Vermes as always is easily understandable and enjoyably readable for anyone with an interest in the bridge between Christianity and Judaism. He is exquisitely accurate in illuminating Jesus' Hasidic, Gallilian, Jewishness. He is even-handed, respectful of Christian ideals, but opens fresh vistas on the Messiah, Prophet and first Christian. Vernes' Jesus is masterfully portrayed in the warm light of his Hebrew nationality and religion and his innovative ideas about God. Vermes lovingly reveals his evidence concerning the religio-historical niche for the man most Christians believe to be God incarnate and who unbiased others believe to be a Prophet who greatly influenced Jews, Muslims, Christians and others for nearly 2000 years. He admits, as do many others that he does not know why Jesus was crucified, but I suspect that it had more to do with Jesus being seen by the Romans as a budding revolutionary rather than a prophet. His attack on the portico, temple businessmen solidified big-business, the church and the Roman state against him. He alone of his group was sent to the cross. That in itself was unusual, a normal Roman purge would have included all of his disciples. Vermes opens the door to Hebrew acceptance and inclusion of this inspired Jew, who was at the very least, a great prophet. If you want to know more about Jesus the Jew, his time and place in history as observed by one of his own people, read this thoroughly enjoyable book.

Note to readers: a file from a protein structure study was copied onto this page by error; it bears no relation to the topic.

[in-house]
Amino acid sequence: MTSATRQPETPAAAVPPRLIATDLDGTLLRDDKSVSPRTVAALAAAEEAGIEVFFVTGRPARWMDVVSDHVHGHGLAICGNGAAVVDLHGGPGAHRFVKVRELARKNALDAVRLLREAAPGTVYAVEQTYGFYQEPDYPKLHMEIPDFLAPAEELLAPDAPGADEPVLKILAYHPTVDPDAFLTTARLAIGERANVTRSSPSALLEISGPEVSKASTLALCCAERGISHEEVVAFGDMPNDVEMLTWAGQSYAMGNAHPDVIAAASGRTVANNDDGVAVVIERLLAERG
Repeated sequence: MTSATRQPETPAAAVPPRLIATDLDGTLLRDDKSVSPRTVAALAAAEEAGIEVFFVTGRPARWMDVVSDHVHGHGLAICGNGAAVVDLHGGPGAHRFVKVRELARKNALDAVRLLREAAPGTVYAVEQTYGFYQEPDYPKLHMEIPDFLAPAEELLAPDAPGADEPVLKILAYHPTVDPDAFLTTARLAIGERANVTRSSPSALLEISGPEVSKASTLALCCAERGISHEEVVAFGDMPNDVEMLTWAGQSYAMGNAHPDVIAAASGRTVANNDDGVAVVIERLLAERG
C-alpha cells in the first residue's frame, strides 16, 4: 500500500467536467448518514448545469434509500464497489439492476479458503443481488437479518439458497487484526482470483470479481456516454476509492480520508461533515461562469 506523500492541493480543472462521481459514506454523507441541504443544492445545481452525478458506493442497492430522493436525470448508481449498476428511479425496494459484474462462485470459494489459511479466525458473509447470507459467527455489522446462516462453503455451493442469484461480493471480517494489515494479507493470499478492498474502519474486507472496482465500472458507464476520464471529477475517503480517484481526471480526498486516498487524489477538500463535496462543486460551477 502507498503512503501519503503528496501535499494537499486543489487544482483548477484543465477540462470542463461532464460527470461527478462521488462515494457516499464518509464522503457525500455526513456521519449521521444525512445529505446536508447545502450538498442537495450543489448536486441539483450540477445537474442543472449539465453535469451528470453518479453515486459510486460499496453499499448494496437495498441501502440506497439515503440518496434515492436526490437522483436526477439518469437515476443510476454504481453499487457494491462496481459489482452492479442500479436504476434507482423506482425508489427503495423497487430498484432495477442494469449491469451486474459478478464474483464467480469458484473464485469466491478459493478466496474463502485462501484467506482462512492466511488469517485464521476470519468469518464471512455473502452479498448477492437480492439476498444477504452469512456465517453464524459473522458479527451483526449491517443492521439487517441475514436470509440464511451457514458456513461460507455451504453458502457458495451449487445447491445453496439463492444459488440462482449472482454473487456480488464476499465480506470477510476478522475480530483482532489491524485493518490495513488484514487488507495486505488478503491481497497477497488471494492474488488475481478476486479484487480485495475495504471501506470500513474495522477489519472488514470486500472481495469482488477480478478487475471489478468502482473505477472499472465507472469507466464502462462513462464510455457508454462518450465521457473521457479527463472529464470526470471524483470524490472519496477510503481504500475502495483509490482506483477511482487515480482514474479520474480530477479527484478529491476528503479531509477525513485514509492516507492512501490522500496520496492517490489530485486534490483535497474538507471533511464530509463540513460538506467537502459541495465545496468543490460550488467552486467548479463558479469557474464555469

Know Torah, know Jesus; no Torah, no Jesus Mar 28, 2001
This fine twenty-years-after sequel to Geza Vermes's _Jesus the Jew_ is actually the third book of a series: the second -- _Jesus and the World of Judaism_ -- is not currently in print as of this writing.
That's too bad, but the present volume is entirely readable on its own terms; in fact, strictly speaking, you don't _have_ to have read _Jesus the Jew_ first either, though it's recommended that you do so.
Here Vermes is continuing his attempt to reclaim Jesus as a faithful Jew and indeed a charismatic Galilean hasid. This volume provides a more in-depth look at Jesus's own teachings and religious practices than did _Jesus the Jew_, and illustrates well that nothing Jesus said or did involved either any departure from Judaism or any attempt to found a new religion separate from Judaism. A fine closing chapter suggests that Christianity might profit by moving closer to the religion _of_ Jesus and abandoning a good deal of the religion _about_ him.